At Aprimo, we’re embracing all that’s changing in marketing and sales. And what’s more, we’re working with CMOs and marketers around the globe to actually drive the change.  Last summer, we worked with a market research firm to survey hundreds of marketers about what is important to them in the field of marketing.  We then continued this work at a customer event we hosted earlier this year in Texas, where we gathered together some truly revolutionary marketing leaders to discuss what’s happening in the field today. Over the course of this research, two things became clear: First, we realized that the marketing function must change or risk becoming irrelevant. And second, we realized that in order for marketers to evolve towards that new function, certain guiding principles are vital.

From these discussions, our customers helped us identify “The Imperatives of the Marketing Revolution,” 10 bold steps to help marketers navigate the changing role of marketing while providing a holistic view of best practices from the marketers themselves who are leading this revolution.

The first Imperative, “Marketing Must Be Accountable,” discusses how marketers can lead the revolution within their own organizations. It is our responsibility to take control of our brands to modernize, simplify, integrate and engage.  In this first Imperative, industry leaders, including Harvard Business School marketing professor John Quelch and others at leading BtoC and BtoB brands, offer their advice on how to foster better marketing practices within your organization.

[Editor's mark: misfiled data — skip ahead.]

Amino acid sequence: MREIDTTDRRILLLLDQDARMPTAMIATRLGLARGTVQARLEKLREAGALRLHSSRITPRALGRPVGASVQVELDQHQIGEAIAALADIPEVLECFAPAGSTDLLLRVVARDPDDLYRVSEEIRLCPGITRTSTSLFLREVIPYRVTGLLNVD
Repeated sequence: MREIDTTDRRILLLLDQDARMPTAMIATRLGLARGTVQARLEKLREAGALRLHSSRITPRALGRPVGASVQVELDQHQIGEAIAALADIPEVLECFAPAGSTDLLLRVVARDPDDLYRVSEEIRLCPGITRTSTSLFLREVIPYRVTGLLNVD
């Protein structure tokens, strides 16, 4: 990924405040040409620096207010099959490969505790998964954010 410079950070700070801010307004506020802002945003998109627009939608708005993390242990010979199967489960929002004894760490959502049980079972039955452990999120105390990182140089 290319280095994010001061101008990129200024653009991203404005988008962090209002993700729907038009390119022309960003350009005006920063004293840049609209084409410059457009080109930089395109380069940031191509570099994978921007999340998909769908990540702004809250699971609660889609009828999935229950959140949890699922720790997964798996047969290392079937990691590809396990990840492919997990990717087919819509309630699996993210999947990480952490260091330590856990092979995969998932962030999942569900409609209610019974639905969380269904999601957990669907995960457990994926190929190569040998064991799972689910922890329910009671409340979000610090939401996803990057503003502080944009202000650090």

Future topics will cover a variety of today’s hot-button topics, such as the impact of the CMO, consumers’ ability to take control of brands, customer engagement and balancing and managing multichannel approaches to marketing.

Ultimately, the goal of “The Imperatives of the Marketing Revolution” series is to provide advice and commentary from marketers, to marketers. In order to ensure that Aprimo is addressing every aspect of the marketing landscape and making sure that real-world marketers’ voices are heard, I invite marketers from every industry, at every level and from every marketing medium to share their opinions and take part in the conversation.

I want to hear your thoughts on how the sales and marketing industries are changing. What do you think marketers must do to adapt and succeed? To join the discussion and help lead the marketing revolution, please visit:


As Aprimo’s Chief Marketing Officer, Lisa Arthur drives global market and brand strategy, demand generation and customer-centric initiatives. Arthur has served as CMO for Internet leader Akamai Technologies and B2B2C application provider Mindjet. Arthur spent nearly 7 years at Oracle where she managed the market entry and growth for Oracle CRM. Most recently, as the founder for Cinterim, Arthur applied her market-centric processes and insight to provide strategic counsel for Silicon Valley start-ups and Fortune 50 technology companies. Arthur is a seasoned keynote speaker addressing diverse topics at Web 2.0, Office 2.0, American Marketing Association (AMA) Strategy Confer­ence, Stanford University and MIT Sloan CMO Summit.